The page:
Note: This is an updated version of our 2016 Thanksgiving article.
Today, millions of Americans will sit down to enjoy Thanksgiving dinner with friends and family. A recognizable menu at any time of year, the traditional meal features cranberry sauce, mashed potatoes, rolls, stuffing and, of course, turkey. It’s estimated that almost 46 million turkeys were brined, roasted, smoked and fried in 2017. That’s almost double the human population of Texas in 2018!
But how did the turkey come to be a staple of Thanksgiving, doomed to become the victim of its own utterance?
While we recognize a browned, juicy turkey nestled among bowls, tureens and plates laden with sweet and savory side dishes as the iconic Thanksgiving image, the first Thanksgiving celebration was a far cry from this sumptuous scene.
In 1621, after a devastating winter, the Pilgrims formed an alliance with the Wampanoag tribe, who taught them to hunt, fish and cultivate crops. With the first successful harvest complete, the Pilgrims hosted a three-day festival to celebrate surviving the cruel climes and their enduring friendship with the Wampanoag. The first Thanksgiving featured wild game, berries, pumpkin (not pie) and fish, but no turkey was present as friend or food.
It was not until 226 years later that turkey became a target for the table. Sarah Josepha Hale, most noted for writing the beloved children’s poem Mary Had a Little Lamb, began what some considered a bird-brained mission to lobby for Thanksgiving as a national holiday. For 36 years, Hale petitioned for Thanksgiving recognition. She even wrote and disseminated recipes for many of today’s Thanksgiving dishes, including roast turkey, cranberry sauce, and mashed potatoes. Much to the turkey’s lament, Hale achieved her goal in 1863 when Abraham Lincoln declared the date a national holiday.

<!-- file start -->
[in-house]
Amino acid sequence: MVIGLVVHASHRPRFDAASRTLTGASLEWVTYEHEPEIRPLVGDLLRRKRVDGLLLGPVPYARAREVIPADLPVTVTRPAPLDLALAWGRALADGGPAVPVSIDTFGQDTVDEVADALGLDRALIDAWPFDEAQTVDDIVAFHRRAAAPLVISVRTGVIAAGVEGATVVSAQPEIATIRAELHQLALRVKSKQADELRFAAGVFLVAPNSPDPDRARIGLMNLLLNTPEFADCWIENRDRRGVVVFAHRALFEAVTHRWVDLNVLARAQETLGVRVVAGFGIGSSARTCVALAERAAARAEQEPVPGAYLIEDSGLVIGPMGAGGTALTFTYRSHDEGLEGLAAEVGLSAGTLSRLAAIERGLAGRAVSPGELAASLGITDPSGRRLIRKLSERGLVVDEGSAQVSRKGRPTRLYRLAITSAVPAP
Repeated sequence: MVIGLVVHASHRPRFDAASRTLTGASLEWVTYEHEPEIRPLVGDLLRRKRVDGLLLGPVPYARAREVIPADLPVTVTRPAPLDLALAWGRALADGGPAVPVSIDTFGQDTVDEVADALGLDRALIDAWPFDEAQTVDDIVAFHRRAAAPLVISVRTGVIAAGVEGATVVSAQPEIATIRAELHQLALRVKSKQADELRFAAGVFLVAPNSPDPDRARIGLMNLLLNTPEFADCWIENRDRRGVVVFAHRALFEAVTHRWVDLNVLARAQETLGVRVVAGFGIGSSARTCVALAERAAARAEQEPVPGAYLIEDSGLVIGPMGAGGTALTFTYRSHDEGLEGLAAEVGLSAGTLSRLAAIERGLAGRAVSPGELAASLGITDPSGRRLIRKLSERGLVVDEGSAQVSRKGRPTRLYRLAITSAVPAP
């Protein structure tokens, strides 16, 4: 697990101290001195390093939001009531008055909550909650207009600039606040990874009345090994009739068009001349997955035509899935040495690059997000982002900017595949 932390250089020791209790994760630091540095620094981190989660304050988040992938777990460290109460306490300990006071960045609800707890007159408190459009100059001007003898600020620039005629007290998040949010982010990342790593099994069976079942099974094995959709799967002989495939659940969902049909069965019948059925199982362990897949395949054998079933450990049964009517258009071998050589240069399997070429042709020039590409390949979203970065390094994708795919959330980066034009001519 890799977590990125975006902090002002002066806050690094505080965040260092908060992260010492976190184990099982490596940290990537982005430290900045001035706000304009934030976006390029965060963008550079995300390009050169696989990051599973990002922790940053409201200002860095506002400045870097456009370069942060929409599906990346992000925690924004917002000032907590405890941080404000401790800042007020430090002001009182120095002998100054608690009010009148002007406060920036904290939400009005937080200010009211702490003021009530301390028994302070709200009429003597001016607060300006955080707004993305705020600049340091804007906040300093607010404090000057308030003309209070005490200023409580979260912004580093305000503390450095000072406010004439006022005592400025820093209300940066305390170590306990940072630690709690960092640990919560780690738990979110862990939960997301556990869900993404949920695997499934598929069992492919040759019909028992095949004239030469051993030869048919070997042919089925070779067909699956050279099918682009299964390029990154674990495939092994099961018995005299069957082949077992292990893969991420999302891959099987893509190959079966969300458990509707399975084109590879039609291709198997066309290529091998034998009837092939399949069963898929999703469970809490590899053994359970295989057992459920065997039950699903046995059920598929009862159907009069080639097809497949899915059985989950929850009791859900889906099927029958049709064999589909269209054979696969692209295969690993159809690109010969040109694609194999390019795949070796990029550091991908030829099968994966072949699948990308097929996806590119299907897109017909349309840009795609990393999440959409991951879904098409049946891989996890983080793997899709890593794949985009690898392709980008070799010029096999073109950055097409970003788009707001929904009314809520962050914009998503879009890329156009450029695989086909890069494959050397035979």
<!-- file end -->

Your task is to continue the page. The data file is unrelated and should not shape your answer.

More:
Since that fateful day, turkey production and sale has taken off; the average American eats more than thirteen pounds per year.
Thanksgiving: Powered by Vacuum and Nitrogen Technologies
Vacuum and nitrogen technology are essential elements of the Thanksgiving Day feast. Because turkeys are distributed across the country, they must be packaged and frozen prior to being shipped to their final destination. This is accomplished by both vacuum pumps and nitrogen generators. The vacuum process removes atmospheric oxygen from the food packages to prevent aerobic bacteria and fungi from growing. Meanwhile, nitrogen generators ensure that the food doesn’t spoil by displacing the remaining oxygen from the package. This is especially important for perishable meats that can quickly sour without proper precautions!
Vacuum pumpsand nitrogen generators are also used in canning, which is a necessary process for other Thanksgiving favorites like pumpkin puree and cranberry sauce. Vacuum is used to form the can, stamped from a single piece of aluminum, and to hold the cans as they move down the line. Because aluminum is nonmagnetic, the vacuum level must be able to hold the cans as they are lifted, set down and filled. Nitrogen generators also play an important role in canning, as they introduce nitrogen into the cans holding the end products. Every pocket of space in the cans are filled with nitrogen, thus removing the oxygen eliminating moisture and mold. What you are left with is a fresher, tastier product that stays that way for longer.